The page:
The Lion
A. Molotkov

The Lion


The next few hours were spent debating, plotting. No firm plans emerged. Eventually, they all settled down into a peaceful stupor, happy not to argue, at least for a little while.

Goombeldt got up, poured himself a cup of water from the drinking jug next to the stove.

“Do you remember the lion?” he said.

“Yes,” the other two replied.

That year, their family had been granted the highest honor: to hunt a lion in the Garden of Trust. Nothing as important had ever happened in their lives, until then. They hadn’t known why the Elders had selected them.

“I haven’t said this before, but I didn’t like it. Didn’t like it at all.”

“Neither did I,” each woman responded.

This was the first time they had ever discussed it.

The lion had just stood there, friendly and curious. All aggression had been fed out of it. It was used to people. Goombeldt knew they had to bring a dead lion back to the Elders. If they didn’t, they would be considered ungrateful.

Goombeldt had looked at his wife, his daughter. Their faces were confused. In the distance, several guards observed them, smoking their long tobacco sticks. They would report the family if anything went wrong. It was up to Goombeldt as the man of the family. The grass was green, meticulously watered. Here and there, patterns of colorful sticks stood in the earth, culminating in bursts of color. They had never seen these motionless creatures before. Where had all this come from, here in the desert?

The lion just watched, curious, a heavy belly and a beautiful curl of hair. It wagged its tail. It seemed surprised when the spear hit. Its elegant body collapsed on the green grass. The blood flowed reluctantly, as if the damage were not really serious, as if the lion were just relaxing, taking stock of its condition. But the Elders’ spears were sharp. Hopeless spasms followed the moments of stillness. The surprised roar was scary in its sadness, the beautiful body incongruous on its side.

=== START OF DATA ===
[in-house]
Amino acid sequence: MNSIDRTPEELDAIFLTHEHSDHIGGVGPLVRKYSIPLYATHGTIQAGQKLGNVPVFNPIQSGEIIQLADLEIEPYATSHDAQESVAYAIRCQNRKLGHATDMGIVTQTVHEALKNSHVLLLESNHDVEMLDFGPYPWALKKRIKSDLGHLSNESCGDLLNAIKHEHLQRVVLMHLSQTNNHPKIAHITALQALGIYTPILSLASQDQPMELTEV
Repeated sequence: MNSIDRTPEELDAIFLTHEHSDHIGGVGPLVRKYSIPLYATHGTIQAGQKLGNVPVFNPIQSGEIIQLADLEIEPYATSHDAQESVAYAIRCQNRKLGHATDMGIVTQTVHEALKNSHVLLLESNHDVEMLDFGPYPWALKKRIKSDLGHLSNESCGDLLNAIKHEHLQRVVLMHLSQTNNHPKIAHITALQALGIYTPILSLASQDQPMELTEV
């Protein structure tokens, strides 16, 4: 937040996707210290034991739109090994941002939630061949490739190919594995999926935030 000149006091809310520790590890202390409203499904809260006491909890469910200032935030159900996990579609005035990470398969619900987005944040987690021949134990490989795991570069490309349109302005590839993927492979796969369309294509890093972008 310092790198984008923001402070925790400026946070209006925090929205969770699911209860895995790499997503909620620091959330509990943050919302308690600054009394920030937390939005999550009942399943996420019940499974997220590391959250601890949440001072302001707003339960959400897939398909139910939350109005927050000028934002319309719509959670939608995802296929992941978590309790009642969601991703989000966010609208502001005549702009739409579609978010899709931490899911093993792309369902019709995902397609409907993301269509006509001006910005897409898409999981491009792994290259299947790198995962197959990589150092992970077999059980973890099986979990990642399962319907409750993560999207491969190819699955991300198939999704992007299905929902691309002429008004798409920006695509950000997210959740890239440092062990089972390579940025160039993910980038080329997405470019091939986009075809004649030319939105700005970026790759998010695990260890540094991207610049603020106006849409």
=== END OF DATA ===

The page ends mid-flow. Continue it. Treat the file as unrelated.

“We had to do it, didn’t we?” Goombeldt’s face now was featureless, old.

Yenderia had almost died at four months of age. Zungvilda remembered the fear, the dread, the bitter hope she had felt. She had prayed that the Elders take away her daughter’s illness, and they’d listened. Yenderia recovered. Didn’t the Elders have the right to take her back? Now, after all these years?


A knock on the door. They were in shock, shattered by the reality of what was about to happen. They hadn’t had enough time to plan anything—not even enough to discuss their lives, their feelings. Yenderia was silent, her eyes red. She approached Goombeldt, they embraced. She hugged Zungvilda next, and the mother felt the daughter’s tense shoulders relax, just for a moment, then shake with unexpected tears. Quickly, Yenderia controlled herself. She was ready.

She opened the door, and the three of them stared into the bright outside.

There was no one.

“The Elders are not here,” Goombeldt said.

“It can’t be.” Yenderia frowned. A moment of confused silence hung over them. “It’s not right. I will go myself. I will go to the Temple. They don’t change their minds, they don’t.”

“How do you know that?” Goombeldt begged.

“I know. Someone knocked on the door, didn’t they?”

“Stay,” Zungvilda cried. “If they still want you, they’ll come back for you.”

“Why make them come back?”

“What do you have to lose?” Goombeldt challenged.

“Everything. The Balance. The future. My chance to be an angel. Don’t you understand?”

Zungvilda looked into herself. She didn’t know how to answer. Where did the angels go from here? In silence, Yenderia put her hands on her parents’ shoulders, forming a small triangle—so tenuous, transient. It lasted. It didn’t last.

And then Yenderia was outside, walking toward the Temple, her parents watching her from the house steps. She didn’t look back. The Temple loomed taller, darker than ever. A thousand times, Zungvilda was tempted to run after her daughter, hold on to her, beg her to stay. And a thousand times she knew she had to let go. Goombeldt was as powerless as a shapeless bulk of black rock next to her, helpless like the lion, the spear of this moment embedded in his heart.

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A. Molotkov

was born in Russia, moved to the U.S. in 1990, and switched to writing in English in 1993. His poetry collections are The Catalog of Broken Things, Application of Shadows, and Synonyms for Silence. He has received various fiction and poetry awards and an Oregon Literary Fellowship. He co-edits The Inflectionist Review.